Children of the Lesser God

Rehan Sheikh, Class 9, South Point High School

Child labour- not a much-discussed topic it is. I myself never cared much about this topic until very recently I heard the tale of Hasan. The very scary situation of children in the world are enough to bring tears to your eyes.

Hasan was one such young boy who unfortunately fell into this trap of child labour. He lived in a Garhwal village along with his little sister, mother and father. His mother had been bedridden since his birth and his father- Hasan’s father had lost both of his eyes and was not physically fit to work. Hasan and his little sister ran the family- even though his sister was only ten years old, she ran errands for the house. Hasan studied till third standard, for his father could not bear the sum of money required for his studies. He was compelled to worked at a nearby cinema hall. But, perhaps Hasan was born with an ill-fate. The cinema hall soon closed and Hasan had to search for another job to keep his family pot boiling.
“Dada, what are you thinking to do now. We are done with this month’s ration” said Shruti in dismay while scouring the rice tin. There were only four-three grains left.

“I’ll go to the plains and send you money. Don’t worry, little sister” Hasan gave her some hope.
“That means well never see you again?”
“Money is now more important than me, girl. If the ration gets fully over, father will start worrying. Also, don’t say anything to them. Tell them that I have got a nearby twenty-four hours job”.

The next day, Hasan was up early. When his mother and father had not been up, he quickly dressed up in his good clothes, and went to catch the bus.

“Keep sending letters” Taniya said as tears streamed down her red cheeks. The entire household was upon her.
“I’ll do. Take care of them and you also take care. Don’t cry, girl”

With this he wended his way down the hill station to the bus stop. The sun cast a luminous glow and the dust were scalding. Hasan had a good shirt on- a cherry red shirt which was gifted by his father when he could work.

The bus treaded along the hill slope. The dust fluttered in the air, and the sun rays were thrown right on him. The mountains bid a goodbye to her son, but Hasan was not in sync with the mountains. He was as hungry as nobody- he could think of nothing else. For once, he thought what would happen if mother came to knew and for once he wondered what job he has scribed in his fate.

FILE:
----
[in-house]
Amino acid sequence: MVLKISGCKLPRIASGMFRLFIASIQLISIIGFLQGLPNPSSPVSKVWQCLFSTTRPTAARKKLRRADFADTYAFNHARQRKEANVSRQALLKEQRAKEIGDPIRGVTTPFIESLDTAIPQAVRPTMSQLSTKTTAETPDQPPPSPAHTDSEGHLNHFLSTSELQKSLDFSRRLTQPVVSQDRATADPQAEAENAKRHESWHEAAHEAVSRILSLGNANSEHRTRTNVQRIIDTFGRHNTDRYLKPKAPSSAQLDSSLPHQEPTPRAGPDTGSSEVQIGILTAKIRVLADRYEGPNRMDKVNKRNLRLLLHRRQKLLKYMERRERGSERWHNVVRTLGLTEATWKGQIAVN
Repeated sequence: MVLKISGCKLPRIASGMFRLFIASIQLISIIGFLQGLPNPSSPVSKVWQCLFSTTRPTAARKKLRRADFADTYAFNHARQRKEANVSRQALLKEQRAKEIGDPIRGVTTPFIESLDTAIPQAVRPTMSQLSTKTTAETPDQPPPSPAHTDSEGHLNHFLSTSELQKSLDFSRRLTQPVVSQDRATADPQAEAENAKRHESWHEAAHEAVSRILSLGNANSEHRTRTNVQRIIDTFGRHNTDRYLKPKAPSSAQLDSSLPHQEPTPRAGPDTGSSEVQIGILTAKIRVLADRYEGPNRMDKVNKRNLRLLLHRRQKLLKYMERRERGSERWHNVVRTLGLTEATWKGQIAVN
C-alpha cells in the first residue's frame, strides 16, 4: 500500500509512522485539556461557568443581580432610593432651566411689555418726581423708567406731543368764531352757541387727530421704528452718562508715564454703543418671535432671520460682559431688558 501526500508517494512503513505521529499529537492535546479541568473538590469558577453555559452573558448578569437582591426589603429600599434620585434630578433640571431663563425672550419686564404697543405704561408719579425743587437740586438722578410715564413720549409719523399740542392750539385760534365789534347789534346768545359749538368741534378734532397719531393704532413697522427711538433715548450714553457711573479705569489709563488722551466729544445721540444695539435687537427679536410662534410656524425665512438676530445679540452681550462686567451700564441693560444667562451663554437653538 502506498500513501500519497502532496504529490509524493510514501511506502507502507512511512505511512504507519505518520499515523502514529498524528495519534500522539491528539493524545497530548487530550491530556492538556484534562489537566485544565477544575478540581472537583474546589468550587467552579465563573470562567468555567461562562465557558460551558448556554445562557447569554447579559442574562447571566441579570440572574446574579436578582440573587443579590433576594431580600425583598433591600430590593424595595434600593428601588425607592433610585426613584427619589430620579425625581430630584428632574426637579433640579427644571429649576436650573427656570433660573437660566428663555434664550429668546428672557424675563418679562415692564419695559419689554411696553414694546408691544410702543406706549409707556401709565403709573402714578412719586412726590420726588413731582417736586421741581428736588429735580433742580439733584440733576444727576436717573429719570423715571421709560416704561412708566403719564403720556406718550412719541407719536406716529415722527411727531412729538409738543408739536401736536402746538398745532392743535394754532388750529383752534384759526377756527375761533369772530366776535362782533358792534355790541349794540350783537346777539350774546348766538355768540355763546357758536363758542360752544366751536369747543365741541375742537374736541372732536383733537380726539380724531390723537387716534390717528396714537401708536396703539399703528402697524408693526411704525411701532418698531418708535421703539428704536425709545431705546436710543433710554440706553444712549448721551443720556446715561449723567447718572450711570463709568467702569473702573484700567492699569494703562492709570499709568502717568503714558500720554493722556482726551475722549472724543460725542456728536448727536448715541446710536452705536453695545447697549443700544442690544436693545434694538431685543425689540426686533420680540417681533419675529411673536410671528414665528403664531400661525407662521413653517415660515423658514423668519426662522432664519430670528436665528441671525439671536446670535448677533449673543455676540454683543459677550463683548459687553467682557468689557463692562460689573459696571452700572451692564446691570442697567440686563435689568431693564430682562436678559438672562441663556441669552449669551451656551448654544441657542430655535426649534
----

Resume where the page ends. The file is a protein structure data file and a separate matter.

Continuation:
The sun had plunged behind the clouds and the bus trembled to a stop. He had never before gone to a city and so, when he landed there, his heart was stabbing hard in nervousness. He was totally blank.

He spent the whole night on the roadside. At night, it was biting cold. But Hasan had no choice rather than sleeping on the roads.

In the morning, Hasan had to wake up early to go in search of job. In the market, Hasan befriended a young boy. He was sure that the young boy would help him get a job.
“You can work with me” suggested the young boy.
“Suraj, where do you work?”
“In the hot mines”
“Oh, we can find lots of gold and diamond there!”
“I searched, but never found one”
“I’ll find and then I’ll take you along with and eat lots of foods!” Hasan was too excited, but he was far to see the real world.
Hasan was assigned his work. As a young boy, he would not do any mining or whatever, but go down ten miles deep in the mine and supply water and food to the miners. It was no less work. He was fastened by a strong rope by his waist- when he went down, the rope would cave in in his stomach and after that he would have deep distinct lines inscribed.
“Why are you not going deeper, boy! Do your job properly or else I’ll throw you right away!” shouted his master.
“I’ll go. It’s very hot and my skin burns like sun.”
“This is your job little bastard!”
“Master, can I ask you one thing?”
“Tell, tell” the master said hurriedly. He was indifferent.
“Do I get gold and diamonds in the mines?”
“If you work hard, you’ll get sacks of them”
Hasan was optimistic. He worked with enthusiastic and vigour. After, he came out, he looked all black. He would be covered with ashes and soot. And, certainly, inside the hot mines, he had to hold up his breath for minutes so that he was sheltered of the lethal gases. But he was compelled to land on the fire, to secure some money for his family up in the mountains.

He did scour for the golds and diamonds, but he did not find any- not even one. But he still had his hope and he still has. Maybe with that hope, though he can not find any pot of gold or diamond, he gets some rupees to send to his family.

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